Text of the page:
Tuned In

Flight of the Conchords: You Are the Critic!

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HBO has put the entire first episode of its new comedy series, Flight of the Conchords, online at MySpace. [Update: it’s also at hbo.com, but oddly, with fewer bells and whistles.] The premise: “New Zealand’s fourth most-popular folk parody duo” seek success and cheap dates on New York’s Lower East Side. Give it a half-hour of your time and then let’s discuss.

[Waits. Drums fingers on desktop. Finds a pile of unopened mail and sorts it. Files receipts for expense report. Goes to get an iced coffee. Checks e-mail. Looks at watch…]

OK! Funny, or what? Based on the premise and the enigmatic promos, I had absolutely no expectations for this show. But it had me from the first musical number, “Most Beautiful Girl in the Room,” which had me thinking that somebody must have listened to Beck’s Debra once or twice. (“I want to get with you/ Only you/ And your sister/ I think her name’s Debra”) Like Beck’s song, the Conchords number works because it’s not only funny–“I can’t believe/ That I’m sharing a kebab with the most beautiful girl I have ever seen/ With a kebab”–but it’s actually a pretty great slow-burn funk ballad. It’s a song Prince would have written, if Prince ever had to settle for more-attainable women.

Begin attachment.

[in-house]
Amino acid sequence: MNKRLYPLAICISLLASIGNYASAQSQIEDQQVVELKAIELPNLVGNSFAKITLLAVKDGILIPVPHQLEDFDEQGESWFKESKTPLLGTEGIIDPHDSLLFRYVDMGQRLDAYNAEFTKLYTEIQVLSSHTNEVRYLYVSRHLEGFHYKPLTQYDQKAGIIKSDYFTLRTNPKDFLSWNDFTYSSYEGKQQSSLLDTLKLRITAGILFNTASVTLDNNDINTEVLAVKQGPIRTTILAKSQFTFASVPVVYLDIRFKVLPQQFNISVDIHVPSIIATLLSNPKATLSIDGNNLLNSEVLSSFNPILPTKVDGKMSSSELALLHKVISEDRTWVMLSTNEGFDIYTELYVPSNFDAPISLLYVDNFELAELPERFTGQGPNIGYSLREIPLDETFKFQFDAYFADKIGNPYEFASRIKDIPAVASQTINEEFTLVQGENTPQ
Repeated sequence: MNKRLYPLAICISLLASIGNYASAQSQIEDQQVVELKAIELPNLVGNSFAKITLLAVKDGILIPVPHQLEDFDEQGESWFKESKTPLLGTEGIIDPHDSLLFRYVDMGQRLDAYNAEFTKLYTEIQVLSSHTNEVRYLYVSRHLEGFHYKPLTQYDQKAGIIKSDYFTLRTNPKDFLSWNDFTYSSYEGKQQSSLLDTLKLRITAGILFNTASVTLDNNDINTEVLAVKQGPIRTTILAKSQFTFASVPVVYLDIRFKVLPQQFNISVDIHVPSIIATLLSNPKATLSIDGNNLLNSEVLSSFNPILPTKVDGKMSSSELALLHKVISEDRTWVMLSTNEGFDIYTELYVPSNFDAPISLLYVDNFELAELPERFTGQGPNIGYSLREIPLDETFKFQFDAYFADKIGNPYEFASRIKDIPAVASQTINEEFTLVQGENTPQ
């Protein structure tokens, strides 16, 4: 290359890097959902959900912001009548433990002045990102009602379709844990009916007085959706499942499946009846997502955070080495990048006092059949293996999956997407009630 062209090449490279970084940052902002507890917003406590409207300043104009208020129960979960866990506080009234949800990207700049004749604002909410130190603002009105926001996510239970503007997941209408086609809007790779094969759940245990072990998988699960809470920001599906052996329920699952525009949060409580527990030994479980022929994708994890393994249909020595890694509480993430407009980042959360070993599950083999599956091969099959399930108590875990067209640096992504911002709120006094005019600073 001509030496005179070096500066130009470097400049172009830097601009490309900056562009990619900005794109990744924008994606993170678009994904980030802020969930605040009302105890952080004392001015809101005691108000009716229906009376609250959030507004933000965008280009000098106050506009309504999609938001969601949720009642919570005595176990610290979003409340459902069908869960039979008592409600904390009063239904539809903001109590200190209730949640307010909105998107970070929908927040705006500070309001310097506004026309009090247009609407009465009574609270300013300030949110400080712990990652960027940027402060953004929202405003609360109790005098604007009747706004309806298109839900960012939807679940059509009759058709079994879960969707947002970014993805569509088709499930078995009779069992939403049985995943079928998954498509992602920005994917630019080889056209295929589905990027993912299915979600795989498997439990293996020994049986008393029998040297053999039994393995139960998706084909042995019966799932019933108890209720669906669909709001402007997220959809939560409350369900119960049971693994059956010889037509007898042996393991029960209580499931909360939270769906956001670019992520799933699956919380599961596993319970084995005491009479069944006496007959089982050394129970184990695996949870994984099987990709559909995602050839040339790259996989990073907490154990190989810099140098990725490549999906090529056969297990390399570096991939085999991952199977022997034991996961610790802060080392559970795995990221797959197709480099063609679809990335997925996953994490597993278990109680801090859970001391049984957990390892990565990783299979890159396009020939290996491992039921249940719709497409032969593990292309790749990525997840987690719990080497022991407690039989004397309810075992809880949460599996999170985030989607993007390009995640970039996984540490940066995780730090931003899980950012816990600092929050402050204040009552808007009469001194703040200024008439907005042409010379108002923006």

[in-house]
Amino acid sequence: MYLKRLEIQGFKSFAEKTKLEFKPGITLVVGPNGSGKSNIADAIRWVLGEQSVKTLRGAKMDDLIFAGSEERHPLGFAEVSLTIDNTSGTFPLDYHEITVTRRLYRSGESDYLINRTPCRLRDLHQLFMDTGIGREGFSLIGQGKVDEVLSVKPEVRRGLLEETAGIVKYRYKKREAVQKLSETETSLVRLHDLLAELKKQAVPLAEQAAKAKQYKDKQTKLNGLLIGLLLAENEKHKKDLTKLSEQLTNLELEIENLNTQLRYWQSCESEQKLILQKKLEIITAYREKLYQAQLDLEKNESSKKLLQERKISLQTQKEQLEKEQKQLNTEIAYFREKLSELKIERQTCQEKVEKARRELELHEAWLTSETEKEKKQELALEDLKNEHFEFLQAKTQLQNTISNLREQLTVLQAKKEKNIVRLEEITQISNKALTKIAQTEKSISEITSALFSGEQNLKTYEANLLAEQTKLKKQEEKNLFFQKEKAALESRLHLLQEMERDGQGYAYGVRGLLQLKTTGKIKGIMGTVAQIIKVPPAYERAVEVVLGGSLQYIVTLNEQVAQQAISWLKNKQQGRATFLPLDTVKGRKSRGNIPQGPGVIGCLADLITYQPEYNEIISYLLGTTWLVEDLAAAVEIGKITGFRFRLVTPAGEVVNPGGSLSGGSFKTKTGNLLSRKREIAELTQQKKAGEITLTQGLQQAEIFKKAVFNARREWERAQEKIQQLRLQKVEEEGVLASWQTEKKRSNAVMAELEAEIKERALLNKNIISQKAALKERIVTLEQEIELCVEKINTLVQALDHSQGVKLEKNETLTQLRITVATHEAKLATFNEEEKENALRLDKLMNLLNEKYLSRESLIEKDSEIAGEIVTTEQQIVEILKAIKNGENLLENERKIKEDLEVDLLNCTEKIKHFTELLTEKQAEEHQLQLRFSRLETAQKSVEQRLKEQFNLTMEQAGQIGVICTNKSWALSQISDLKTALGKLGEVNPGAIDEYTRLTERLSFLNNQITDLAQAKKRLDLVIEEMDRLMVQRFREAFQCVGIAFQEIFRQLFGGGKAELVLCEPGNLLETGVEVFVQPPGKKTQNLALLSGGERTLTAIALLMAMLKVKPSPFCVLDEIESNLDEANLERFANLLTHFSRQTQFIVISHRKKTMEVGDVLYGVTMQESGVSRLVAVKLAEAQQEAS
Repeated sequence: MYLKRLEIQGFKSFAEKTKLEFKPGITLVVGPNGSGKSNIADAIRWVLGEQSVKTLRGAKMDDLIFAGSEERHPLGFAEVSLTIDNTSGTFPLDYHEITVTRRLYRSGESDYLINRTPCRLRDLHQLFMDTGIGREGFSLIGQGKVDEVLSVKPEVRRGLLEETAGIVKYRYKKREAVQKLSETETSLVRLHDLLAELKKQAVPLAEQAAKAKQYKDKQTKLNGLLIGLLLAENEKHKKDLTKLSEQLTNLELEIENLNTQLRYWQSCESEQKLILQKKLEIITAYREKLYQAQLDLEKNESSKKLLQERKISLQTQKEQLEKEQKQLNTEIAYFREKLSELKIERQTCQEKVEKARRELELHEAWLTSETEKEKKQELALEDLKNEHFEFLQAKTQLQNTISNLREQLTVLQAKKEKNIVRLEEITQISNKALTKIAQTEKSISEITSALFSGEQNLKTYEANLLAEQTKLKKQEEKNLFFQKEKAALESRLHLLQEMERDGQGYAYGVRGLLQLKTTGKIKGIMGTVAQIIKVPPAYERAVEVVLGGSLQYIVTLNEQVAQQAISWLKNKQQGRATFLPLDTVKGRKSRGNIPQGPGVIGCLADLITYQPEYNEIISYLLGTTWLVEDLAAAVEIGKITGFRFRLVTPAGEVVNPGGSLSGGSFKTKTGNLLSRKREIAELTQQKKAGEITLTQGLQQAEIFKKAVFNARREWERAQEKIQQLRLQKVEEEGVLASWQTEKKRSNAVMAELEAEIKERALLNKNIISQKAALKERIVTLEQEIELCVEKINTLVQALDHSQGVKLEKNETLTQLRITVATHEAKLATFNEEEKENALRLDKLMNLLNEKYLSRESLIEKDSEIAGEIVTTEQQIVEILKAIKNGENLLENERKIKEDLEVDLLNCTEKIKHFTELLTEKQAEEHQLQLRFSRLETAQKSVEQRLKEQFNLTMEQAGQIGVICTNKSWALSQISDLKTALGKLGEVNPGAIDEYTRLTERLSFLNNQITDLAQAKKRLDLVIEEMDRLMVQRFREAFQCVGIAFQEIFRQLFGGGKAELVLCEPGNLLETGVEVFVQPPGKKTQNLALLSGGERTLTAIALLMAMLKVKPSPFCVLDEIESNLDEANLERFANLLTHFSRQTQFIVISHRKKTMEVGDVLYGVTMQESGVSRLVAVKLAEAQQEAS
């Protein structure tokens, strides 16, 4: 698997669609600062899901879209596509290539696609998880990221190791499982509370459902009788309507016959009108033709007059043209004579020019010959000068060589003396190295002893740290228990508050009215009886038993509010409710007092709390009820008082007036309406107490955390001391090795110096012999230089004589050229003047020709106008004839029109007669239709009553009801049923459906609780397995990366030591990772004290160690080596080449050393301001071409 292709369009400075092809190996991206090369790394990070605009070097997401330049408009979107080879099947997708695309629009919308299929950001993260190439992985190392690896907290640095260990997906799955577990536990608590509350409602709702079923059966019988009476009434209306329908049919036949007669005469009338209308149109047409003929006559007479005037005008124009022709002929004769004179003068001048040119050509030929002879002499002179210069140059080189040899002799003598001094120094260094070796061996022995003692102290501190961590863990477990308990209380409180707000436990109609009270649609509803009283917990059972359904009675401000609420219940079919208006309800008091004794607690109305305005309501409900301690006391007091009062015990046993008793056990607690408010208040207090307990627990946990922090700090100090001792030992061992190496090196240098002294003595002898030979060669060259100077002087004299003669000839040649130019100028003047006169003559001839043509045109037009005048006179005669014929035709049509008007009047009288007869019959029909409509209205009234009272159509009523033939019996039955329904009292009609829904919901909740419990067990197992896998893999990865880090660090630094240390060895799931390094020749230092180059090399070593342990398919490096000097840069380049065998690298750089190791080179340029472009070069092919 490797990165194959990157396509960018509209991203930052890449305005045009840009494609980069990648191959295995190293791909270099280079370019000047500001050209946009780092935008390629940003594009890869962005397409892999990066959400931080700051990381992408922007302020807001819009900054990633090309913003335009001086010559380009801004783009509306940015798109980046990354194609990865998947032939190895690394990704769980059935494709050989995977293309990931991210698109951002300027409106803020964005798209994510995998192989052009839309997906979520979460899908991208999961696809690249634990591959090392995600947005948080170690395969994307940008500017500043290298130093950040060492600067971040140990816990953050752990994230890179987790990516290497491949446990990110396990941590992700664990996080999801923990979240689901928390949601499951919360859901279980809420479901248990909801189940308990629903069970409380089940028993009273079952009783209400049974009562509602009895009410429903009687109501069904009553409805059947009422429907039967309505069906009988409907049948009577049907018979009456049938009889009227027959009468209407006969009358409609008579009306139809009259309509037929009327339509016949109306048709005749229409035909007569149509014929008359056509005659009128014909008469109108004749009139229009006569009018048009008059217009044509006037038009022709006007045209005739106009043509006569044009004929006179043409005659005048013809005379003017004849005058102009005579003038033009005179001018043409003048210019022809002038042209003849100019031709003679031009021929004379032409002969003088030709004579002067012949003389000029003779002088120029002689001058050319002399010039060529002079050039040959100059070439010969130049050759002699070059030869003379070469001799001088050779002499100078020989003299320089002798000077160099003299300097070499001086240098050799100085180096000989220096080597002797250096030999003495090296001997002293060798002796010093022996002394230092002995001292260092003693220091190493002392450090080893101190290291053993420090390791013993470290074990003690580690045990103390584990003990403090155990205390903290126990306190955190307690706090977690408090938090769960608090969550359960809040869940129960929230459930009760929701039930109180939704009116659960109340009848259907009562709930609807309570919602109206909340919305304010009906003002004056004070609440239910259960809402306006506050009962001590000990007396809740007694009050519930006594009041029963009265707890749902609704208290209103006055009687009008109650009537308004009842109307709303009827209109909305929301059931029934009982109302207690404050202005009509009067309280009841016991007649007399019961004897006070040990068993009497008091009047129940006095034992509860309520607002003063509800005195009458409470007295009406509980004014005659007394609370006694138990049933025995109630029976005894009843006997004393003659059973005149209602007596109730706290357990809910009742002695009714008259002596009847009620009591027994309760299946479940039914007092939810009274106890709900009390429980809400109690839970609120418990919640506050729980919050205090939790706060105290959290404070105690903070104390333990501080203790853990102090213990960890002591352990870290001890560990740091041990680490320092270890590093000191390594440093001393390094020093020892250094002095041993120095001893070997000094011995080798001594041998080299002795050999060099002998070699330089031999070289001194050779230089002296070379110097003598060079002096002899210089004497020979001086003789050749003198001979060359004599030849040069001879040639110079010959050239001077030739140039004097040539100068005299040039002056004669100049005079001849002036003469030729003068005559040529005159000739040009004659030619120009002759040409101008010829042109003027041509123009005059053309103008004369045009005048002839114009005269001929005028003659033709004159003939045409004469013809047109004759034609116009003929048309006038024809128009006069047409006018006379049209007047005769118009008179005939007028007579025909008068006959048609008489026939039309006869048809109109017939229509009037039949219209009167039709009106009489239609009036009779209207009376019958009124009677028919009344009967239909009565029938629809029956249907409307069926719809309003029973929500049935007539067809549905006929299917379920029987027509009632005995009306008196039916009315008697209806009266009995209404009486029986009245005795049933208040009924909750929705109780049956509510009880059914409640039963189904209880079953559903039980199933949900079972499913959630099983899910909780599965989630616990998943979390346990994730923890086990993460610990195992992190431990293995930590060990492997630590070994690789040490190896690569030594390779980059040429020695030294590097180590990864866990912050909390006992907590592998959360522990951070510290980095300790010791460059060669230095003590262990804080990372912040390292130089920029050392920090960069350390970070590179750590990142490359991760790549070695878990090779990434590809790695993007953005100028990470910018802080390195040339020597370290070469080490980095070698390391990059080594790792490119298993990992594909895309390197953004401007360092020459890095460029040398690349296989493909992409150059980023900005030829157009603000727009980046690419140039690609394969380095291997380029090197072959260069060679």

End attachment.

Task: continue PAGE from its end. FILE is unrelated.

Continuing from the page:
In fact, the only thing that worried me about this pilot episode is that it might be too good. A lot of pilots from comedians and comedy acts manage to blow through every good idea the performer has had in the first episode, and then the remaining ones sit there limp like Michigan J. Frog failing to sing “Hello My Ragtime Gal.”

But HBO sent me three more episodes of the show–see, there is still an advantage to being a pro TV critic–and they hold up. It’s slacker comedy at its finest: the duo scrounge and cadge their way through menial jobs and piddling gigs, abetted by a sleazy manager (who runs their career part-time during his day job at a New Zealand cultural center) and their fan base, which consists of one terrifyingly obsessed, married neighbor. The song parodies are brilliant, ranging from Marvin Gaye soul to Pet Shop Boys ’80s rap. And, of course, robot rock operas:

It’s an underachiever’s Entourage. If you watched the clip and disagree, tell me why. And if you haven’t, go now! Fly like Conchords!